LGBT Spotlight: David O'Callaghan

David Ocallaghan 16 9

Studies have shown that people are happier and more productive if they live and work in a psychologically safe space. It's incredibly important to us at Alfa that everyone knows they are safe to be who they are, and know they can bring their whole selves to work.

David has been at Alfa for eight years, working across four continents and on two major versions of Alfa Systems. Currently a Project Manager, he has held a range of roles with us, including Project Support and Development Lead. Below we deep dive into David's perspective on life and work at Alfa, the industries we work in, and how being openly gay fits into all that.

Let's kick off talking about your life before you were working at Alfa. You joined with an undergraduate degree from Trinity College Dublin and a Master’s from the University of Sydney. Were you out at college?

David: I was out during my master's degree, not my undergraduate. I came out to my sister earlier, at around age 18, and then to a small group of friends, but I was about 22 or 23 by the time I was out to everybody.

So were you always out in the workplace?

I was never in the closet I would say, and I never lied about it. I just never made a point of talking about it, and the first person I told at Alfa that I was gay was about six months in. At the time there was only one other out person in the company. There is some feeling of a duty to be out at work, and it's a shame that's necessary, but it's what enables change. 

How easy has it been to be out at work?

Very easy. I've been given very good opportunities, and they've always been extended by people who knew I was gay. I never really think about it at work. When I first started, I felt I wanted to prove myself independent of my sexuality, but it is very clear now that I didn't have to feel this way. 

Do you think being openly gay has had an effect on your career?

No, definitely not; Alfa has been very good.

When you were offered a leadership role, were you ever concerned about how you'd be received based on your sexuality?

No, I was nervous about the new role and responsibilities, more than anything to do with my sexuality, there was no need to be worried about that.

Has anyone on the Operational Board or Executive Committee ever expressed their support for the LGBT, or you specifically?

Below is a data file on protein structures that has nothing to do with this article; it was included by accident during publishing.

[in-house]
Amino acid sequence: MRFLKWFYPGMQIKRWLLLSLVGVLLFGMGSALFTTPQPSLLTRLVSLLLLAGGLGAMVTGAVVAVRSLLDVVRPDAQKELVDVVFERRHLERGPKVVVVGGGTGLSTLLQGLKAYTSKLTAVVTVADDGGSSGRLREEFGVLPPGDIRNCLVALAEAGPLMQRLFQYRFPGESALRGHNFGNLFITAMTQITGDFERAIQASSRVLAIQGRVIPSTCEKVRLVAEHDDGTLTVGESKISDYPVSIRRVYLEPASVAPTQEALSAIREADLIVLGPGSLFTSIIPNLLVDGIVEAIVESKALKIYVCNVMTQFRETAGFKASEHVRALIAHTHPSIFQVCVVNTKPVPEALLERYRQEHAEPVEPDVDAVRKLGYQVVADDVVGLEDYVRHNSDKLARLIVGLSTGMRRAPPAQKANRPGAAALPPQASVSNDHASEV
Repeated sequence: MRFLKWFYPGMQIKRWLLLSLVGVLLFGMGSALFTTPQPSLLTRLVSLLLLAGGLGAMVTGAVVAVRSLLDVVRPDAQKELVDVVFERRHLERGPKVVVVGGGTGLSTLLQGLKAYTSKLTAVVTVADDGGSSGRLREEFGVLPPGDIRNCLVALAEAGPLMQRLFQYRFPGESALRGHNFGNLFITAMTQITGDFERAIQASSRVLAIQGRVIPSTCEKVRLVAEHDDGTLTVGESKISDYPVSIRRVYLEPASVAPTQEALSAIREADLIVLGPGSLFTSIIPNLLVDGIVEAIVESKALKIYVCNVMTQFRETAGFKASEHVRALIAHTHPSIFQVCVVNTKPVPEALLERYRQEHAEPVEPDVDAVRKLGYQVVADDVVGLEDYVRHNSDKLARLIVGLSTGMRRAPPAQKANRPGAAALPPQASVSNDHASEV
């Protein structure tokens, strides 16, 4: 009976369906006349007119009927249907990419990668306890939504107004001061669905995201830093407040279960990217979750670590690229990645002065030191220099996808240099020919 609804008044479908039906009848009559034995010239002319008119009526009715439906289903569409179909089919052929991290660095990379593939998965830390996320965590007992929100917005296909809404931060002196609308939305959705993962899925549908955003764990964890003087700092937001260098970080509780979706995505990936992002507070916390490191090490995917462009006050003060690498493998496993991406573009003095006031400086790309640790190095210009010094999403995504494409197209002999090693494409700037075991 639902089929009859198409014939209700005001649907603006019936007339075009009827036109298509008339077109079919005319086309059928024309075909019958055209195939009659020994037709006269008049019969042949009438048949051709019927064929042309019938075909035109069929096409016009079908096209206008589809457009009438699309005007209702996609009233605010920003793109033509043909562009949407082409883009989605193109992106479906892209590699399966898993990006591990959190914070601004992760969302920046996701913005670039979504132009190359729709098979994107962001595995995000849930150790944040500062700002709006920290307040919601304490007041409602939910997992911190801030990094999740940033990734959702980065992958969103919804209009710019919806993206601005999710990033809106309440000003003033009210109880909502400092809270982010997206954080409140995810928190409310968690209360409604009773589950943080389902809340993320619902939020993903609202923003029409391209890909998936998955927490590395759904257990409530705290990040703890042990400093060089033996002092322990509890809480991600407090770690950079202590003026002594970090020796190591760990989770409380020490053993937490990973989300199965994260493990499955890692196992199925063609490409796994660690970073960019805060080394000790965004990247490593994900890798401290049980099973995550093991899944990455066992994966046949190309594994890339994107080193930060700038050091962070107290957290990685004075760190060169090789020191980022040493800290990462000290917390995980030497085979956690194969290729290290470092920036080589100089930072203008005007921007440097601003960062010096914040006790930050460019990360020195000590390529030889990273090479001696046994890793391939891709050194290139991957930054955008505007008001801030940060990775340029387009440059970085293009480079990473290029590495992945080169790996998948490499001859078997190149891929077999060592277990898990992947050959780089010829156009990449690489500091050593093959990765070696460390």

David: Someone at the top of the company had used an opportunity to tell me that they knew I was gay, and that they were supportive of it. This was lovely and it definitely confirmed that I had nothing to worry about at Alfa. It was a personal conversation so I won't say any more than that. But yes senior leadership have made explicit overtures to me to show their support.

And how would you say the industry is with regard to the LGBT community?

Software is known for being very progressive. I can't speak for the asset finance industry as a whole, but I've been more involved with the US auto finance industry in my most recent years, and they've been really great. A lot of our US clients have visible LGBT leadership. One of our clients even had a statement before the US government made civil partnerships and marriage legally equal, stating that their same-sex couples would enjoy the exact same benefits as heterosexual couples. It was great to see that.

Do you think Alfa has improved in terms of LGBT inclusion in your time here?

Yeah, definitely. Even living in a bit of a bubble in Detroit or Atlanta I can see the visibility of those across the world. I wish it was there earlier so I could know I'd immediately feel comfortable. We have always hired lovely, open-minded people (our hiring is great and always has been) whose attitudes have always been very supportive, but the focus on the conversation has been made more explicit recently, which is great. There is definitely a selection bias that is not necessarily our fault - gay people probably haven't felt welcomed by the fintech and banking industries historically - but that is starting to change, and we need to do our part to help that counterbalance.

Where do you think the conversation is going next?

I think trans rights are the biggest issue at the moment. We are making good progress in terms of gay rights, but the issues that the gay community encounters - especially in the parts of the world that Alfa operates in - can pale in comparison to those being faced by the trans community. 

Do you have any advice for anyone who isn't out at work?

While I ultimately think it's important that people are out at work, I understand that it is a difficult and slow process and not something you can rush. If anybody finds themselves in this situation I'll be happy to talk to them, and I'll be understanding; know that I'm not going to out them! It's something we need to help people through as a company and be available for them. For us as a company to be more inclusive, it is important for us to do what we can to understand why somebody is reticent to be themselves at work. It's definitely a nice thing if we're able to help someone through that.

Do you have any advice you'd pass back to a younger version of yourself?

Come out a few years earlier. When I came out all of my friends and family were hugely supportive, as I should have expected. The equal marriage referendum in Ireland was also a real watershed moment for Irish LGBT people, and it banished any lingering doubts I had about being accepted. 

Finally, what advice would you give any LGBT applicants at Alfa?

Just be yourself. We're extremely privileged here in that it doesn't matter at all. The vast majority of countries we operate in have equal marriage, which is a pretty good indicator of acceptance, and as I said earlier our culture is really supportive.